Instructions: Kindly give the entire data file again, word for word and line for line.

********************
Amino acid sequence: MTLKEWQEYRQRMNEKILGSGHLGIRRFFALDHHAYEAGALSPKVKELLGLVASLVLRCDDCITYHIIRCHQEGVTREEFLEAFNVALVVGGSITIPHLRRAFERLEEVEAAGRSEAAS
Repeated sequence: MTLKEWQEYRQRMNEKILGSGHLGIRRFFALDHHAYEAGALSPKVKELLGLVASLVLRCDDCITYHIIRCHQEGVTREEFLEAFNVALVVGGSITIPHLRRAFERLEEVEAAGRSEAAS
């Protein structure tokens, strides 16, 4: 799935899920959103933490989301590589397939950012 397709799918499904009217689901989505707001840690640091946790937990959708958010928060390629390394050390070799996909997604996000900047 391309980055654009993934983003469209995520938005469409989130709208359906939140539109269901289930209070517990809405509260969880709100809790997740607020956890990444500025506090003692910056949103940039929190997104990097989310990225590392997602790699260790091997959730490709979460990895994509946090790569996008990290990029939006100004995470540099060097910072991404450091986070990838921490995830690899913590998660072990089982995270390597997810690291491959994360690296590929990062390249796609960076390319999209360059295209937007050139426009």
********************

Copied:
Amino acid sequence: MTLKEWQEYRQRMNEKILGSGHLGIRRFFALDHHAYEAGALSPKVKELLGLVASLVLRCDDCITYHIIRCHQEGVTREEFLEAFNVALVVGGSITIPHLRRAFERLEEVEAAGRSEAAS
Repeated sequence: MTLKEWQEYRQRMNEKILGSGHLGIRRFFALDHHAYEAGALSPKVKELLGLVASLVLRCDDCITYHIIRCHQEGVTREEFLEAFNVALVVGGSITIPHLRRAFERLEEVEAAGRSEAAS
């Protein structure tokens, strides 16, 4: 799935899920959103933490989301590589397939950012 397709799918499904009217689901989505707001840690640091946790937990959708958010928060390629390394050390070799996909997604996000900047 391309980055654009993934983003469209995520938005469409989130709208359906939140539109269901289930209070517990809405509260969880709100809790997740607020956890990444500025506090003692910056949103940039929190997104990097989310990225590392997602790699260790091997959730490709979460990895994509946090790569996008990290990029939006100004995470540099060097910072991404450091986070990838921490995830690899913590998660072990089982995270390597997810690291491959994360690296590929990062390249796609960076390319999209360059295209937007050139426009």